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Chè specialties a heart-warming Vietnamese tradition

 VietNamNet Bridge – Vietnamese cuisine includes many types of chè (pudding) such as chè bà cốt (pudding made of glutinous rice, ginger, and sugar) and chè con ong (honeycomb-shaped pudding).

VietNamNet Bridge – Vietnamese cuisine includes many types of chè (pudding) such as chè bà cốt (pudding made of glutinous rice, ginger, and sugar) and chè con ong (honeycomb-shaped pudding).


Delicious: Hanoi is not only famous for its street food but also chè bà cốt eaten with xôi vò (sticky rice). — VNS Photos Truong Vi

These chè dishes play an important role in Vietnamese culinary history, said a juror of the Viet Nam Master Chef Programme, food expert Pham Tuan Hai.

Women in the northern midland province of Phu Tho still maintain the tradition established by their ancestors: preserving glutinous rice seeds (locally known as nếp cái hoa vàng) that are fragrant and soft. They grow them in order to have glutinous rice to cook chè con ong — called “honeycomb-shaped pudding” because the dish’s grains of rice resemble a hive of bees.

Local Nguyen Thi Mien, 67, said: “When a newborn baby arrives in a family, his or her grandmother often cooks the dish to worship mụ, the goddess believed to give shape to and protect babies.”

The dish could not be missing from a locally family’s tray on the occasion of the first and middle days of the lunar month, particularly at the Tết (Lunar New Year) holiday, Mien said.

To cook tasty and delicious chè con ong, her mother had to soak one kilogramme of sticky rice in warm water for five to six hours before steaming it for half an hour and then letting it cool.

“I will never forget the fragrant smoke of new glutinous rice spreading out from an earthen steamer,” she said, noting that unlike in other areas where people use white sugar to cook the chè, Phu Tho Province’s Phu Khe villagers cook the dish with molasses.

“I still remember that when autumn is approaching, locals never forget to buy several kilogrammes of molasses (often in a rectangular shape) to use it for cooking chè,” Mien said, adding that cooking the dish requires a great deal of care.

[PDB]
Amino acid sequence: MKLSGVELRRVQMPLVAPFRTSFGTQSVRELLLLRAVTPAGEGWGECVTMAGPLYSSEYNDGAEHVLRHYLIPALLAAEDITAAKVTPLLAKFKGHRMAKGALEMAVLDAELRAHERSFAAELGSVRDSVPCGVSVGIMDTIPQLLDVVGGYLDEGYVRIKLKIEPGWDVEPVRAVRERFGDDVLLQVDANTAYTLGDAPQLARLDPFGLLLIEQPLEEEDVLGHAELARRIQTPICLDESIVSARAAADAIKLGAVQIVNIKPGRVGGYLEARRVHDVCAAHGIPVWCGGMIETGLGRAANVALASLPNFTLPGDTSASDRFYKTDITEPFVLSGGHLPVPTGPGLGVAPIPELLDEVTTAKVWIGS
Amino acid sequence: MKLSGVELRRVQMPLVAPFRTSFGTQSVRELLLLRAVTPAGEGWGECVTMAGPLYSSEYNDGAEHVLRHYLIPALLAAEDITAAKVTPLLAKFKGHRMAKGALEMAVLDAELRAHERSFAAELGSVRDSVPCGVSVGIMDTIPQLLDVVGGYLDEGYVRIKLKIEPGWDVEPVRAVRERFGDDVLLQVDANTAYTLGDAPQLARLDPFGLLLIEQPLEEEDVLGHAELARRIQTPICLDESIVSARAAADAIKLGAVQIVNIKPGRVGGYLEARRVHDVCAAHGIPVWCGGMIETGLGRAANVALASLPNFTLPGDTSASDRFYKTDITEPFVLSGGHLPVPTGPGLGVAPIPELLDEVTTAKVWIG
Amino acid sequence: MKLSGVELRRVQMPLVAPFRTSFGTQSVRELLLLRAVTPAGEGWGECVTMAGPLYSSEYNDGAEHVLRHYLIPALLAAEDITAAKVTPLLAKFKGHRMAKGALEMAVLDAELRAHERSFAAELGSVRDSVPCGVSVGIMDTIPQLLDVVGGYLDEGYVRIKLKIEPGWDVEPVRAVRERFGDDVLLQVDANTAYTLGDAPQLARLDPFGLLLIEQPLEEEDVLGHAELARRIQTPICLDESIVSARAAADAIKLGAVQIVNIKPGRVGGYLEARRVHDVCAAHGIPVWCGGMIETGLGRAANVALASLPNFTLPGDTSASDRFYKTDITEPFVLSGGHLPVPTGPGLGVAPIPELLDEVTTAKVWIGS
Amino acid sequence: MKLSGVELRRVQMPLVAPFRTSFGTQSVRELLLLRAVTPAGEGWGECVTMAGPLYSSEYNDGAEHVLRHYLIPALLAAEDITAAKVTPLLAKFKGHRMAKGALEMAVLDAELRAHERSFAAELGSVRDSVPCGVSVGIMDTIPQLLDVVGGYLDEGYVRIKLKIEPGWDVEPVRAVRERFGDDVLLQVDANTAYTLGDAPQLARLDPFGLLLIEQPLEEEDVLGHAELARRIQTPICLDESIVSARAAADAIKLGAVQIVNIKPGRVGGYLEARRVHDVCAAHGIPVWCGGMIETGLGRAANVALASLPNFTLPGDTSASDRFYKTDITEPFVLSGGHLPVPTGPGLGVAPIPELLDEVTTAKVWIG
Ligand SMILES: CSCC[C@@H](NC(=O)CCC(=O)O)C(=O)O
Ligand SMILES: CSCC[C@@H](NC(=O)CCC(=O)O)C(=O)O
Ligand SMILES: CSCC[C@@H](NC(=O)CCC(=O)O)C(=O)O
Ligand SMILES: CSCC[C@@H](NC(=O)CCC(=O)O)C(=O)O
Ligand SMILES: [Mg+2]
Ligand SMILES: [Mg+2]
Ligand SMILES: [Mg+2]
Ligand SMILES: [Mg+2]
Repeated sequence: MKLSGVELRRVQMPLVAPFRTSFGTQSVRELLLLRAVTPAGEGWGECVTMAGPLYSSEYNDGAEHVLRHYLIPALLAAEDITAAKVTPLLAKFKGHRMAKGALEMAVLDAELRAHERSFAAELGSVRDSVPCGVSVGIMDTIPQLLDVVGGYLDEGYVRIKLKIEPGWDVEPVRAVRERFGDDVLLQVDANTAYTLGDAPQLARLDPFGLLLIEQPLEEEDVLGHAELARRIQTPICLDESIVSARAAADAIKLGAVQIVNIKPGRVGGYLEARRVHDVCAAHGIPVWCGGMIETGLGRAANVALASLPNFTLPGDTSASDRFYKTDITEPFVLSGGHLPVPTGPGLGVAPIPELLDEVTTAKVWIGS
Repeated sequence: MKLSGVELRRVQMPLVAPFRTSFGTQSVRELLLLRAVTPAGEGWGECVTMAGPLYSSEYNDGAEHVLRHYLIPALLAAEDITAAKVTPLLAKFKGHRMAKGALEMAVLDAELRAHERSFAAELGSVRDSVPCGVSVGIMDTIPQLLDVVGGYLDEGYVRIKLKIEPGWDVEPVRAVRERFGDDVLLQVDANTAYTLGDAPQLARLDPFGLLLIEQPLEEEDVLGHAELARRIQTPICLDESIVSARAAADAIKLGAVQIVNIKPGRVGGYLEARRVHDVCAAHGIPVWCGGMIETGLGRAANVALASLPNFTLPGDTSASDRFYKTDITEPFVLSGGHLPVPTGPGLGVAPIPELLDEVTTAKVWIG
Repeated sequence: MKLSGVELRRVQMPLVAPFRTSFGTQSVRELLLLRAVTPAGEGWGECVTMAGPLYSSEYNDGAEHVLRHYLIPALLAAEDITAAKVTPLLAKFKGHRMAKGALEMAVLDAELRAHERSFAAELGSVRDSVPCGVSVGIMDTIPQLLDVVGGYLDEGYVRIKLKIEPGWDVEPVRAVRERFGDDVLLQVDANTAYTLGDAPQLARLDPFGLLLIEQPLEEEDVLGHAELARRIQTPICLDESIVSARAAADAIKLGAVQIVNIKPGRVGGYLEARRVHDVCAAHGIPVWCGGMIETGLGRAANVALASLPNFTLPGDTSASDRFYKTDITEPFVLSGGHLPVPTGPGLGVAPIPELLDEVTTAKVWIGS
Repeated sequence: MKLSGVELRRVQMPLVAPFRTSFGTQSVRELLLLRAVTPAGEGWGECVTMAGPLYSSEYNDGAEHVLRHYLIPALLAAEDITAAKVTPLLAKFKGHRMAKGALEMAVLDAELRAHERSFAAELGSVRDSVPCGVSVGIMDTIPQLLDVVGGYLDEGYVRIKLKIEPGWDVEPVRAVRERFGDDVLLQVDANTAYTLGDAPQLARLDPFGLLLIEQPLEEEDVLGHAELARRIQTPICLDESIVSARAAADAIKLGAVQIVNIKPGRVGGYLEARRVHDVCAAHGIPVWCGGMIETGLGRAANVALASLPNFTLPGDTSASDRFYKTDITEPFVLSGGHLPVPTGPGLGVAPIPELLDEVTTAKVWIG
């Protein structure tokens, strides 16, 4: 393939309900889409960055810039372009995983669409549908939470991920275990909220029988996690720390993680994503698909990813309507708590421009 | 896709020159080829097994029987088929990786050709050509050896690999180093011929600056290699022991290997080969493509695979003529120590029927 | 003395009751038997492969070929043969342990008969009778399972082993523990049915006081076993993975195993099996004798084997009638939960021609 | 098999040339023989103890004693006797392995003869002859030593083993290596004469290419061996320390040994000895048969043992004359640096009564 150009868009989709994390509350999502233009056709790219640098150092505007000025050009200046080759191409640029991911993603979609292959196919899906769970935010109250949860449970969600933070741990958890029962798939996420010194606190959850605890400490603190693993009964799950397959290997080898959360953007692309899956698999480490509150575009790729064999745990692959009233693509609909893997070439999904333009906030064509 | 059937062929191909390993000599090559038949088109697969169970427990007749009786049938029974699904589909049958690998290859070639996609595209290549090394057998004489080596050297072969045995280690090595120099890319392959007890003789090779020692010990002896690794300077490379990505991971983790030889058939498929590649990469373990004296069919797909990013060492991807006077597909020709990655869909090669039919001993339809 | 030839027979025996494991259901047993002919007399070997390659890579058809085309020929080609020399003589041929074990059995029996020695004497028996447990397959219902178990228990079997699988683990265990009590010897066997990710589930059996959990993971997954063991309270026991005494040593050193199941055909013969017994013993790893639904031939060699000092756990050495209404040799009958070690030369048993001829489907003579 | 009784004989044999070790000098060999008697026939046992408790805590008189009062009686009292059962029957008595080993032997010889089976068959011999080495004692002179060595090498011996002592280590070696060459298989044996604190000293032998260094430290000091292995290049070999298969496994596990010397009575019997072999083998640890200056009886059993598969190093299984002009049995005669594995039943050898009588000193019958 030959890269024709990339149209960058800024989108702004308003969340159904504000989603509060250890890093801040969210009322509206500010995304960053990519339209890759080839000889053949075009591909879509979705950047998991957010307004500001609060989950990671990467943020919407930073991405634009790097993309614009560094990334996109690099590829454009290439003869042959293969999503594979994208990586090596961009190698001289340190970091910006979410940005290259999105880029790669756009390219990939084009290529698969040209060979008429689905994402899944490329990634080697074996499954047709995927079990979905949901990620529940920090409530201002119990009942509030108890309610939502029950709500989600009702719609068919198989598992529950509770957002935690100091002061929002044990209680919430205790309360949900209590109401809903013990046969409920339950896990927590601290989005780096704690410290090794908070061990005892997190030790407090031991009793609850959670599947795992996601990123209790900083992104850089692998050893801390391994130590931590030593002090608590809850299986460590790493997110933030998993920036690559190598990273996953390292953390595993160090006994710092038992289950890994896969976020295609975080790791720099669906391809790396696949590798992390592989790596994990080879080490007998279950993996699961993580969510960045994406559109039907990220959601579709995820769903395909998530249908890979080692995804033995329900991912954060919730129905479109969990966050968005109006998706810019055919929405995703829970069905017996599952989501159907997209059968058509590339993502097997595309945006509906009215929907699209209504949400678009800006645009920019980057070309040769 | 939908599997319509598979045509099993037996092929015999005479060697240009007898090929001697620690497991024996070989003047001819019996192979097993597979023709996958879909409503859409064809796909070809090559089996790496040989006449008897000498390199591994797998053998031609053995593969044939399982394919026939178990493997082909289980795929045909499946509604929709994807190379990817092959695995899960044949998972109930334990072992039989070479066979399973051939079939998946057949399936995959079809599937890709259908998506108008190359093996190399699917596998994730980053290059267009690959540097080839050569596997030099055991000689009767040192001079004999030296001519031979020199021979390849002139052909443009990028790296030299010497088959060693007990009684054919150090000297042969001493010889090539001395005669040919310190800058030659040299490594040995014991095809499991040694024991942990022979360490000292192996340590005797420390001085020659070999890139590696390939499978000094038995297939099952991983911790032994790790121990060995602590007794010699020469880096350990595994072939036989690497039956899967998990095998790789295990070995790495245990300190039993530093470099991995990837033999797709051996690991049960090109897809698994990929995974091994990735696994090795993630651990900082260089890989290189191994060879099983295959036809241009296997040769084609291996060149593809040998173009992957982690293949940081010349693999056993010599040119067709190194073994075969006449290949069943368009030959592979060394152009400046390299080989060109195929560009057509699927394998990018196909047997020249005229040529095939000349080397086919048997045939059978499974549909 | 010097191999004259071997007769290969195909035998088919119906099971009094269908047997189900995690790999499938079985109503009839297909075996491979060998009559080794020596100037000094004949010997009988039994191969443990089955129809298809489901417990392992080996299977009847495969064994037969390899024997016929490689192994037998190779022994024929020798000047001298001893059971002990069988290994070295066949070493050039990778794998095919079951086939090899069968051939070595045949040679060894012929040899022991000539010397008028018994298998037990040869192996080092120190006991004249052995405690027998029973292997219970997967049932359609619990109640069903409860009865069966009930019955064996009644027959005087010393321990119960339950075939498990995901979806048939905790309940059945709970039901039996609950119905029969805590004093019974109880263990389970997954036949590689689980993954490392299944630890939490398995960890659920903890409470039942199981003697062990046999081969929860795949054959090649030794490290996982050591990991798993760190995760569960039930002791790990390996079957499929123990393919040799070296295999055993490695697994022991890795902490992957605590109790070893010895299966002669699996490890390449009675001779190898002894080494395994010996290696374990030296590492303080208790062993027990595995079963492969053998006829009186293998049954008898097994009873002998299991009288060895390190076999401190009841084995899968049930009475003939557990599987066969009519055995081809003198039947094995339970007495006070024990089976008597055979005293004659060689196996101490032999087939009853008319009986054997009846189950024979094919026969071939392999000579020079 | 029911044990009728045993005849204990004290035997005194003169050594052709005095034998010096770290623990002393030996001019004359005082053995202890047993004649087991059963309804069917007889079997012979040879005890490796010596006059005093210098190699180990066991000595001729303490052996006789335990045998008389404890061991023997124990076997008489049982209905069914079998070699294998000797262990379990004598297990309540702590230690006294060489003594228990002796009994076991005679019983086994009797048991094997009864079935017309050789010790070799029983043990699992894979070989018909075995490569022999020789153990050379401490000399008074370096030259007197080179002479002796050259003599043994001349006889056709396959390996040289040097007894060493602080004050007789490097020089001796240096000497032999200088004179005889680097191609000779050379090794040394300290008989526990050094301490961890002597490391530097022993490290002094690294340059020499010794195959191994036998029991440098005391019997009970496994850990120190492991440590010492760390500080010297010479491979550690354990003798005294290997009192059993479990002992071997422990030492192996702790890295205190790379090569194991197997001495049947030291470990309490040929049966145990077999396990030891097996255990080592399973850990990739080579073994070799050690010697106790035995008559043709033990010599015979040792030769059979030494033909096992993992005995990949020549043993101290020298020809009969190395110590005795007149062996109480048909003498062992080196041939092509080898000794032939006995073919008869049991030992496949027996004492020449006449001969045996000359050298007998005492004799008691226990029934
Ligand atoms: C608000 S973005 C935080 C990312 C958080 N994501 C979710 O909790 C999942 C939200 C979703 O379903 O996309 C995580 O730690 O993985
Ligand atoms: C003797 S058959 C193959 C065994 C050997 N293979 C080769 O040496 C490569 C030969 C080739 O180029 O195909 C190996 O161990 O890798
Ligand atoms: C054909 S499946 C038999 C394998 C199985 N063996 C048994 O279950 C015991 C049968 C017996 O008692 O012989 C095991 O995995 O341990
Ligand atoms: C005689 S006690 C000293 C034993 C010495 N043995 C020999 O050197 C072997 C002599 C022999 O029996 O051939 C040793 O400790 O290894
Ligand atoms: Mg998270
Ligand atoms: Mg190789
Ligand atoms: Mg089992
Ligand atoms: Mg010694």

“We have to cut the rectangular molasses block into pieces and put them into a pot fire and stir it well until it is melted and fragrant before putting the steamed glutinous rice in the pot and stirring it well for nearly 20 minutes so they mix all together until it turns into a light brown colour, and then is done,” she said.

One critical ingredient is ginger.

“My mother used to pull up an old ginger tree in our garden, asking me to clean and grind into it pieces for her to put it in the chè pot and stir it well. The peppery flavour of ginger helps the dish become tastier, attracting every diner,” Mien said.


Time for sweets: A corner of the famous chè shop at 16 Ngo Thi Nham Street in Hanoi.

Kinh people in the northern province of Bac Kan’s Cho Moi District are also famous for their chè con ong.

An official from the district, Nong Ich Nguyen, said the chè has high nutritional value and it carries the spirit and beliefs of the Kinh (Vietnam’s majority people) from thousands of years.

The Kinh in Cho Moi consider the fifth lunar month’s fifth lunar day as the day to go out to their fields and kill insects which are damaging crops. As part of the ritual surrounding this practice, they place a big plate of chè con ong among different kinds of fruits to worship their ancestors, praying for a bumper crop.

“Local housewives also cook this kind of chè for the Tết festival where all family members gather to welcome the country’s biggest holiday,” said Nguyen, adding that nowadays not only Kinh people but also other ethnic groups such as the Tay and Nung in the district have joined in to maintain and preserve the dish.

Meanwhile, Hanoians can enjoy these two types of chè at many chè shops across the city. One of them is Bà Thìn’s shop in the Old Quarter which has been a favourite address for chè lovers for nearly a century.

Thìn’s maternal grandchild Nguyen Thi Giang said: “My grandmother has sold the dish since 1930s. She handed the job down to my mother and me nowadays.”

Despite the ups and downs, Thin’s shop still carries her name and is always crowded in hot or cold weather.

Long-time customer Tran Thi Ngoc said that in  winter she has to wait for more than 15 minutes to have a bowl of chè bà cốt mixed with glutinous rice cooked with split peas.

“I enjoy it so much because it helps to warm up my body and my mind. I feel quite healthy after eating the dish.”

Ngoc said the chè is not so sweet, but it still has a strong flavour. The glutinous rice is soft but still holds its form. The fragrance from the bowl of chè is durable until the last spoonful.

Apart from chè con ong and chè bà cốt, Thìn’s shop sells many other types of chè such as chè sen (lotus), chè đỗ xanh (green bean), chè đỗ đen đặc (condensed black bean) and other varieties to meet evolving demands, said Giang. 


It won’t sting: Chè con ong (honeycomb-shaped pudding) attracts not only locals but also foreign tourists.


Spicy-sweet: Chè bà cốt (pudding made of glutinous rice, ginger, and sugar) of Bà Thìn in Hanoi is another famous address for chè lovers in and outside the capital for nearly a century.

By Ha Nguyen

Source: VNS

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